Financial Innovations Roundtable

  • Photo of Michael Swack, Director of the Center for Impact Finance, leading a Financial Innovations Roundtable
Fostering Innovative Solutions for the Community Impact Finance Sector Since 2000

Carsey School of Public Policy’s Center for Impact Finance Financial Innovations Roundtable (FIR), creates cross-sector partnerships among conventional and non-traditional lenders, investors, and markets to provide low-income communities with increased access to capital and financial services.

The Financial Innovations Roundtable is not only a think tank, it is a “think-do” tank. Some of the most successful ideas developed at the FIR have been implemented, resulting in new tools, policies and practices that have resulted in millions of dollars being directed into investments in affordable housing, small and minority businesses, community facilities and other community development efforts. 

The FIR holds an annual meeting.  Since 2014, the annual meeting has been hosted by the Federal Reserve Board of Governors. Read past roundtable summary reports


How CDFIs Support Communities

Carsey School Center for Impact Finance director Michael Swack looks at how CDFIs fill financing gaps for community and business development.

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The Financial Innovations Roundtable is an action-driven, implementation focused policy-level initiative, comprised of highly respected financial leaders who work and collaborate on the defined tools and needed resources to implement a scale solution for the community development finance field. FIR participants, represent a powerful assemblage of finance professionals and non-profit leaders from a diverse range of institutions—including banks, credit unions, insurance companies, investment firms, public agencies, ratings agencies, community development financial institutions (CDFIs), foundations, pension funds, religious institutions, and universities.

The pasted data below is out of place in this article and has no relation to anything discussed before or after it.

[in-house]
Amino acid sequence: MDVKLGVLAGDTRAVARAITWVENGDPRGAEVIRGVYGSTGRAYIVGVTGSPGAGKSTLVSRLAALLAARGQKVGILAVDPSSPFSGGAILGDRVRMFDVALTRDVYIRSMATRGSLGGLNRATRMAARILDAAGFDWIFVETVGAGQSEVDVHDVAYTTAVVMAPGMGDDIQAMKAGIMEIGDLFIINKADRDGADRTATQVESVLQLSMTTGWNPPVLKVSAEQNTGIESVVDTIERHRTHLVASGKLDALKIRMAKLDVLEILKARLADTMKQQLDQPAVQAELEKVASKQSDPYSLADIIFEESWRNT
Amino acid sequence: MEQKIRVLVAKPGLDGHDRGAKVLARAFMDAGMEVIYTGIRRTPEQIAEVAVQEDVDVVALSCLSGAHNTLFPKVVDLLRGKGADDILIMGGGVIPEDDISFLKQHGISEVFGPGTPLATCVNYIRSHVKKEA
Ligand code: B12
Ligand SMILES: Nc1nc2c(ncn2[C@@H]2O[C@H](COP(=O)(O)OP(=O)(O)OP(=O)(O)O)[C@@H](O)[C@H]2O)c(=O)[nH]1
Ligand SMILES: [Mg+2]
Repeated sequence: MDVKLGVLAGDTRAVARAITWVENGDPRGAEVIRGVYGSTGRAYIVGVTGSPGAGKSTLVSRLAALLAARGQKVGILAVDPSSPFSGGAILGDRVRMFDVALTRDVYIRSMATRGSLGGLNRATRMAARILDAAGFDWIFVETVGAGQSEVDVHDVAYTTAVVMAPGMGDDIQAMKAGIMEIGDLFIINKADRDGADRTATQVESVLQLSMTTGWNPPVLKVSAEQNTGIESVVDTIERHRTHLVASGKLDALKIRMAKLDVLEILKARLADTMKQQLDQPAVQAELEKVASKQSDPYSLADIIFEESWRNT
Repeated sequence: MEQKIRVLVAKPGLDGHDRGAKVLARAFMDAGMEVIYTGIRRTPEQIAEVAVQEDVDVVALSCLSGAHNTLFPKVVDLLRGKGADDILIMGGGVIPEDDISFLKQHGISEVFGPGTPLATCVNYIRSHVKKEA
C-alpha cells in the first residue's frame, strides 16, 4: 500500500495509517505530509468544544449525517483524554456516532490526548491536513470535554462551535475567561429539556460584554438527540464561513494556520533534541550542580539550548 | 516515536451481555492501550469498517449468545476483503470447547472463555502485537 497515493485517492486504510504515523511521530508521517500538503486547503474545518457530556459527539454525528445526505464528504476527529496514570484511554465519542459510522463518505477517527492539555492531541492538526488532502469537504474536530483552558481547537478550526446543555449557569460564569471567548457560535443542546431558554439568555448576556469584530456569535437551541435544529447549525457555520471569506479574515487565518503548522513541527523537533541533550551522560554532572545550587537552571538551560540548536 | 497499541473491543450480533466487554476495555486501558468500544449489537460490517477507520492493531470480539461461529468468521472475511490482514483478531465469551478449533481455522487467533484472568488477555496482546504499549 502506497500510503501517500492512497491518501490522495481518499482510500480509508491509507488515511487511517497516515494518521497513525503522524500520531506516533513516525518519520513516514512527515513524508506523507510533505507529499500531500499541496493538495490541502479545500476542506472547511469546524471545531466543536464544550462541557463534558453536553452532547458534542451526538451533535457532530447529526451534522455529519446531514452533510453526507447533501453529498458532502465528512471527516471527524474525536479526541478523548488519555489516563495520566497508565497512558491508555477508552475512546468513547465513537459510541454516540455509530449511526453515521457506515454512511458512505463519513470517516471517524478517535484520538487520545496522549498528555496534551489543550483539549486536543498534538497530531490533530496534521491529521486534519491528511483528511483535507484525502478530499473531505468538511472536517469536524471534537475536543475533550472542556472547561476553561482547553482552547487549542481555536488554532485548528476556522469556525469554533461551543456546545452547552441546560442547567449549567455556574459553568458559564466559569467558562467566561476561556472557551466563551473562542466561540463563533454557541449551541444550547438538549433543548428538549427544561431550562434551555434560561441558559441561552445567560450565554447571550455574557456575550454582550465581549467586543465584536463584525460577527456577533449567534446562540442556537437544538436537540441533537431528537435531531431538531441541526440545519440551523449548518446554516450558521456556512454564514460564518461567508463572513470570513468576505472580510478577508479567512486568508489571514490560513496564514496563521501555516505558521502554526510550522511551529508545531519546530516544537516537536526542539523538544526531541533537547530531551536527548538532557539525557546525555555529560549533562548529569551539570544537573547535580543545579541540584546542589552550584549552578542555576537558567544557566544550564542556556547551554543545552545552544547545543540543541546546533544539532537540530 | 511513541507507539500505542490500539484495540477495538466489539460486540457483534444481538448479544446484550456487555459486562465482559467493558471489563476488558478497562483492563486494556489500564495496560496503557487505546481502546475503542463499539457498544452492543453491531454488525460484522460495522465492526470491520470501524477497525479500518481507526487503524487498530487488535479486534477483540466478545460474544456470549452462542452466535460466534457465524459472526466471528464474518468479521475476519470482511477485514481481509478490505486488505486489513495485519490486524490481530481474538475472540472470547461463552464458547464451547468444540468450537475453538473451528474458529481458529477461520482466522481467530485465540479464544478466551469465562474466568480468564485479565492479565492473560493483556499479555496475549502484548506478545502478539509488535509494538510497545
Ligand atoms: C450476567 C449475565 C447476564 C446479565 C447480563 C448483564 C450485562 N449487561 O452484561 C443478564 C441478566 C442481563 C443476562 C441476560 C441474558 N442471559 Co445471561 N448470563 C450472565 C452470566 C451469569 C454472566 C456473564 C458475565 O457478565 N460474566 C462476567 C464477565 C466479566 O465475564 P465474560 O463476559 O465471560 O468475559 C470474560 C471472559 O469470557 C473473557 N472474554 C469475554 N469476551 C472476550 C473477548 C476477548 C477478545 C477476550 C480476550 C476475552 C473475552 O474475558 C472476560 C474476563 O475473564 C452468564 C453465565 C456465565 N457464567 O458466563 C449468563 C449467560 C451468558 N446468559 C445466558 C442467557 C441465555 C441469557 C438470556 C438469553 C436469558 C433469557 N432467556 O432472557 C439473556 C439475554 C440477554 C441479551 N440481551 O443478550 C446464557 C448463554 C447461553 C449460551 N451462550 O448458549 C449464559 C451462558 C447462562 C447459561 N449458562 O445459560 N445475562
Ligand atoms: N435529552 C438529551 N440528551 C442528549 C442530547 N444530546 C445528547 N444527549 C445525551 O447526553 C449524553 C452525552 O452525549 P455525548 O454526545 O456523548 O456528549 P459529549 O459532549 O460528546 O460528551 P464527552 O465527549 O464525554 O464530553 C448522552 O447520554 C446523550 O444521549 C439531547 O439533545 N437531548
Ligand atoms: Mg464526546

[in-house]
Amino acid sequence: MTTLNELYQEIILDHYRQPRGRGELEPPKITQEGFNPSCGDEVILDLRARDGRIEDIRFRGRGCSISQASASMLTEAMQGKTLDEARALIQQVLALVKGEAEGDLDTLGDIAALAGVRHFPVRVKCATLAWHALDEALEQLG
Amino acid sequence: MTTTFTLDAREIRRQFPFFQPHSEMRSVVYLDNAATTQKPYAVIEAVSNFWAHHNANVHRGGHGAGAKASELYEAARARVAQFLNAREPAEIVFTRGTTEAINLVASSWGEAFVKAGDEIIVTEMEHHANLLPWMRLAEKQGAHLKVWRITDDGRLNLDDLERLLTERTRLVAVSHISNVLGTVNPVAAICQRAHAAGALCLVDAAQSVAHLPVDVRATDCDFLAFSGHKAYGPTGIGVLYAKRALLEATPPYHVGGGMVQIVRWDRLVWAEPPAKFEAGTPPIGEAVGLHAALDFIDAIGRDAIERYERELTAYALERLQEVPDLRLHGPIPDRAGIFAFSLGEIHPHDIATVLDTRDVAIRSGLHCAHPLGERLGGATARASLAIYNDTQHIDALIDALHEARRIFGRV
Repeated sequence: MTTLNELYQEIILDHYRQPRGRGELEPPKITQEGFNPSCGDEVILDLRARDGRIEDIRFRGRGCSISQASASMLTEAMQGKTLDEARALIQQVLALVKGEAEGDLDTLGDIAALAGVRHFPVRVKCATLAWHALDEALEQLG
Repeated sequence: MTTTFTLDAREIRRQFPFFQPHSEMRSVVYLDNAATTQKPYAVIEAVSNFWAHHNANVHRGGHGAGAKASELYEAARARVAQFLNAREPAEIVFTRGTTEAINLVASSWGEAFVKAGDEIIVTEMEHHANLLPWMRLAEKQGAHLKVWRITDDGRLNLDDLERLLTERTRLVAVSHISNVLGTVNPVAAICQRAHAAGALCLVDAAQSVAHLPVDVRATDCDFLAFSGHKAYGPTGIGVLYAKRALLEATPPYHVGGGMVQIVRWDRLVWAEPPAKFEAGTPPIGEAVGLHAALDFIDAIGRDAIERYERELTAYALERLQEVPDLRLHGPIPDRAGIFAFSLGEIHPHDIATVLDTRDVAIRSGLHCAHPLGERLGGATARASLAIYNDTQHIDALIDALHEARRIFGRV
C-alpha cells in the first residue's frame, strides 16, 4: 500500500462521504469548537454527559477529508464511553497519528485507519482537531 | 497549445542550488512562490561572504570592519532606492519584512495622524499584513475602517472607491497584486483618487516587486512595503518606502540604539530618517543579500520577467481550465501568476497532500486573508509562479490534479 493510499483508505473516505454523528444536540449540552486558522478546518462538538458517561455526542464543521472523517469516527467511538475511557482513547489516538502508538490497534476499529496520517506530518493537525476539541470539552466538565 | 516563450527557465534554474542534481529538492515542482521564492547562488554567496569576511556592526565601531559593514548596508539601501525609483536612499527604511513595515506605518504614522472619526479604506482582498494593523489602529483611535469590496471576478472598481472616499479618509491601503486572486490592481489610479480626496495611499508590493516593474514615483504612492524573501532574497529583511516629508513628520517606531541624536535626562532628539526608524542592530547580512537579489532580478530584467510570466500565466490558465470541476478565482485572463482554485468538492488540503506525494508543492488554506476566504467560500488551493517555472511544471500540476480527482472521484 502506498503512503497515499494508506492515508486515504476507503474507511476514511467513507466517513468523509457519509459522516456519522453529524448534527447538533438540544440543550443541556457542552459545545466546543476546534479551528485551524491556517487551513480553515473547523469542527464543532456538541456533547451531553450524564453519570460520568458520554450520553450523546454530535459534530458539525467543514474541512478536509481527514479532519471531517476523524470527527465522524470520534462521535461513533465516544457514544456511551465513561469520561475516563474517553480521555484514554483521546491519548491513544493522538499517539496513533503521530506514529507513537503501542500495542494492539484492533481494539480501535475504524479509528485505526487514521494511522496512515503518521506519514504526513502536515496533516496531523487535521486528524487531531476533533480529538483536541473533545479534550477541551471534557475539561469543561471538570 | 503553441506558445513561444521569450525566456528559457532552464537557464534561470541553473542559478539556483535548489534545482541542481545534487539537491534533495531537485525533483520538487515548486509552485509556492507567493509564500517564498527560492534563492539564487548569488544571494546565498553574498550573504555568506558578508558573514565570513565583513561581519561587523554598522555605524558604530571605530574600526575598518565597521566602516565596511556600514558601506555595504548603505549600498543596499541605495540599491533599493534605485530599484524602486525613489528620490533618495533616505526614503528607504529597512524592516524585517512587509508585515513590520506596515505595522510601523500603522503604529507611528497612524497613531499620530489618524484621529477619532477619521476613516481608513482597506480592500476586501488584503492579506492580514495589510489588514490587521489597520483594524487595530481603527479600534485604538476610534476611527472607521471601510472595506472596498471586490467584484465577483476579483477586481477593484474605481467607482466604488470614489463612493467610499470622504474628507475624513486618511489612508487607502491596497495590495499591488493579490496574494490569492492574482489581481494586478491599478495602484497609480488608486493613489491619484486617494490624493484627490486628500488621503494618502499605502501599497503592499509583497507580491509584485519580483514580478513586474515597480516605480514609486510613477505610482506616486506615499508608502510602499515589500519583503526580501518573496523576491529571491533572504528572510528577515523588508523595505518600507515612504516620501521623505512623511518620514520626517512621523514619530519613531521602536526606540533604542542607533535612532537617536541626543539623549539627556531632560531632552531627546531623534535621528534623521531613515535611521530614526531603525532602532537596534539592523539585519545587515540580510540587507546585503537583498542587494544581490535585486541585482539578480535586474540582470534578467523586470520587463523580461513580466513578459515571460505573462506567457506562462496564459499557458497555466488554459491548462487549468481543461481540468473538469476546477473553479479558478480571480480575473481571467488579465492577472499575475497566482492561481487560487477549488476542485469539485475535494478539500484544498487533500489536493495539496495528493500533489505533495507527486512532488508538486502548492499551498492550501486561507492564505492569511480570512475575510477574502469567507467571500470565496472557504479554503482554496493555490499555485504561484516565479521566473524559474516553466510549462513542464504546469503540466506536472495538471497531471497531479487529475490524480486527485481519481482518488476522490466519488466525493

The full FIR group convenes annually to participate in work sessions to address financial needs in low-income communities and vet potential financial tools for the CDC / CDFI community as well as define specific policy issues that open up sources of financing and improve financial performance in the community development field. Each year 1-2 projects are advanced by the FIR.

The FIR process:
  • Identifies the immediate financial challenges, redundant costs and scale shortfalls inherent in a network of community development organizations and creates cross-sector partnerships to develop practical solutions.
  • Drills down to one or two identifiable initiatives and research activities, working to remove the barriers between conventional and non-traditional lenders, investors, and markets, and
  • Within a 12-18 month framework, begins to create products and services that provide low-income communities with a scalable, transparent and replicable process for increased access to capital and financial services.

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